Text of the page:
We all like to view and shoot great pictures but some pictures catch our eye very easily and some just don’t get attention, have you noted that? Many times its independent of the subject. Sometimes not so interesting subject looks very interesting and vice versa. This is where great photographers shine. They shoot with the vision and are able to make the best use of conditions offered to them. They can convert an ordinary scene to a memorable one. How exactly they do?
Well, there is no “one” thing that creates a great picture, but there are a lot of contributing factors which creates a great picture. We have covered a lot of topics already, they all contribute to making a good picture. Today we will explore a new topic called “contrast”.
Contrast is one of the very important components of photography, often we overlook. We do, sharpness, brightness and colour adjustments but ignore adjusting the contrast.
Contrast is nothing but a deviation from the brightest parts of the image to darkest parts of an image. More the deviation, you have a more contrasty image in hand. The brightest parts of the image are called “highlights” and the darkest are called the “shadows”. Now the question is, I am supposed to have more or less contrast in my picture? 😀 Well, the answer is “its left to you”. You choose the contrast levels based on the picture or the story you are going to be telling.
High Contrast: Here the blacks are more black and whites are bright white. There will be clear lines of separation of black to white. It’s easy to create a high contrast image in the bright sun because you already have a strong light to help you capture the highlights. On the other hand, if it’s already a dull day with clouds then its very difficult to anticipate a high contrast image. Yes, the software post-processing will help to some extent but not much if you already have a very flat image. High contrast scenes create a drama, mood and curiosity for the viewer. But also remember that unwanted contrast also can create art-effects and harsh lines, may ruin your image very easily.
Low Contrast: Conditions such as cloudy or a foggy day offers opportunities for a low contrast pictures. here whites tend to be shades of lighter grey whereas the blacks tend to be high greys. You try to create a dreamlike environment with low contrast images. Low contrast images are more of an art.
In my case, I do very little low contrast images. My images have different levels of contrast. Whenever there is a chance of having high contrast images I take that opportunity. I like the drama and the punch the high contrast pictures offer. But all these are done in post-processing. Care must be given not to blow the highlights just to achieve a high contrast!
While shooting one has to identify that there is a contrasty scene available and shoot accordingly. Its always better to expose to the highlights so that your highlights are safely exposed. Backlit scenes create good contrast images. Contrasty images are always good candidates for monochrome photography. Whenever you need to show textures think about high contrast output.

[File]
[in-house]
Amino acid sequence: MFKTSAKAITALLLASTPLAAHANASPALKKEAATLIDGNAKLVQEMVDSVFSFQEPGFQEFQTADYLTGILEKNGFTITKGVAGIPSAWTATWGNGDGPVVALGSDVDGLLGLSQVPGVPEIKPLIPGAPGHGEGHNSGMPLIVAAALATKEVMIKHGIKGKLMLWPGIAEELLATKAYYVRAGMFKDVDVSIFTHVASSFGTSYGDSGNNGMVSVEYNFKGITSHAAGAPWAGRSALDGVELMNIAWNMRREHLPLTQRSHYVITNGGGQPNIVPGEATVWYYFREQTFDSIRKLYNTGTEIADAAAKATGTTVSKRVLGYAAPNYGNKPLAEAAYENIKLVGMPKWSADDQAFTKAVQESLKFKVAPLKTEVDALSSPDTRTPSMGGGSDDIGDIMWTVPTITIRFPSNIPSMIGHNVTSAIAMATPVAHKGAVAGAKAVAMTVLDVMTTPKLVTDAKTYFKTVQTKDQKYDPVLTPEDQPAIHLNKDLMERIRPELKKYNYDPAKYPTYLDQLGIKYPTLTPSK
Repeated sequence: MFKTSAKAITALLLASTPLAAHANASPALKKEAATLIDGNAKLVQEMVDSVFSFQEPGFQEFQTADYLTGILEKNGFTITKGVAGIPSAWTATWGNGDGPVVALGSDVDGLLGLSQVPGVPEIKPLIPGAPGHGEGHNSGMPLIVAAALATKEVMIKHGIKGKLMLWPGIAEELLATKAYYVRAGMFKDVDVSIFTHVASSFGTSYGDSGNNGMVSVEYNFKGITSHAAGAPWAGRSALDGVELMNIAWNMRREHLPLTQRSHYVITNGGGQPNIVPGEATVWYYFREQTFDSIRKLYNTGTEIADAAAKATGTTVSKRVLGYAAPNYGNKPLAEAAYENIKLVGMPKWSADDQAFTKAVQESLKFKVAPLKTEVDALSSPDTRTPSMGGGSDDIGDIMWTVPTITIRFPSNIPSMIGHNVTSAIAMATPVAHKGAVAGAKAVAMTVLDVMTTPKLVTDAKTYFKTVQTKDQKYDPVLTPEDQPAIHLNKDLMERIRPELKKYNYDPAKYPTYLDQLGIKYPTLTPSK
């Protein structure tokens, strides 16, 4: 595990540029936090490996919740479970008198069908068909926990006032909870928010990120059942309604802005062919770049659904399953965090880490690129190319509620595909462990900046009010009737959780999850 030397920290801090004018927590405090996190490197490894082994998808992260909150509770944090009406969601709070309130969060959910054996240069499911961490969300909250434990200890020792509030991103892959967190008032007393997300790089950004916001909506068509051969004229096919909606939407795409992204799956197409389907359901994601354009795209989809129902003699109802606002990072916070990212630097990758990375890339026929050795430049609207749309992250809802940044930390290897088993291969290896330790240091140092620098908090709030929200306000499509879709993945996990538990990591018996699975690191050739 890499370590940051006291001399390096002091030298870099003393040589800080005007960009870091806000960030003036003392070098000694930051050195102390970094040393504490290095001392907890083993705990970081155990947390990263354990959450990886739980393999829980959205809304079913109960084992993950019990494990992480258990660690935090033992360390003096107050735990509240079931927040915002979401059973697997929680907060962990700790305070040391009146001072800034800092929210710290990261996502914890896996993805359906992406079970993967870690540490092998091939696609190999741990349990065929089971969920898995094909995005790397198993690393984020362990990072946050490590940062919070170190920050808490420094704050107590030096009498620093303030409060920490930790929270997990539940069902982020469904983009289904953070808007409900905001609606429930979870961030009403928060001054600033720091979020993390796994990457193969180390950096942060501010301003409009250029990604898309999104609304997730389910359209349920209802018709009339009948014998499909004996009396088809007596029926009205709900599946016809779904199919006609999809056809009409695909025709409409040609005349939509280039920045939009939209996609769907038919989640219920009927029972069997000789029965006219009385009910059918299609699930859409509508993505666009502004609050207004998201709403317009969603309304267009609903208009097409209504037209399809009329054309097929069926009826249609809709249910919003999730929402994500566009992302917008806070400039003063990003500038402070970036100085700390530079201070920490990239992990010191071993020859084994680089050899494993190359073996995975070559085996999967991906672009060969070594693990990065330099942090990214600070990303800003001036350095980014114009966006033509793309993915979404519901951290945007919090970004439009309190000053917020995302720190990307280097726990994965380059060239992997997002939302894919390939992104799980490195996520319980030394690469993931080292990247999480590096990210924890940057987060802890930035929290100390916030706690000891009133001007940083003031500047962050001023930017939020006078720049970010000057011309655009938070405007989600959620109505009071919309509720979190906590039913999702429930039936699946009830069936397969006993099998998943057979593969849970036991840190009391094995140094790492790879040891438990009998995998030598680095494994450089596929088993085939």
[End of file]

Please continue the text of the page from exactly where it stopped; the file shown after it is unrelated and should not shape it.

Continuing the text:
The best example of high contrast picture. Contrast creates a well-defined edge between black and white pixels.
Makes sense? Well, hopefully by now you know what is the idea behind this post today. It’s not about whether you should do high or low contrast. It’s about the importance of contrast, why enhance it, and how much to push? Contrast is a great tool for us to make our story straight. The amount of contrast you apply dependent on shooting conditions and your vision of the story in your hand. I have seen a lot of people (who are participating in the sessions here included) posting pictures which really lacks the contrast. Believe me, it makes the big difference in the final output!
Well, that’s all for the week guys. Hope you liked this post. Now time to see your contrasts.
Please make sure to check out my earlier sessions here.
- Post at least one or two pictures you have taken with your camera where you thought contrast played a great role. Fresh or existing images are fine. Apply all the things we learnt in the previous sessions.
- Let me know type of camera(mobile, DSLR, point and shoot)
- Try to put EXIF data (shutter speed, aperture, ISO) so that I can comment better.
- Add a tag ‘XDrivePhoto’.
- Add a pingback to this post. (Basically, copy the URL of this post, and paste to your post. (Anywhere)
- Title the post as “XDrive Photography Learning – 16 – Contrasts.”
Your ping-backs may not appear immediately as I have to enable them later. I will check your post, and I will comment on your post itself. I will post selected contribution links to this post later so that others can also see and learn from them. (Please note there is no time limit for your contributions, you can post them anytime, I will respond to them as you contribute. You can also make more than one contribution to the same topic)
Although these lessons are geared towards newbies, expert photographers also welcomed heartily. I need to learn too! There are no teachers here everyone is learning.
Cheers and Happy clicking!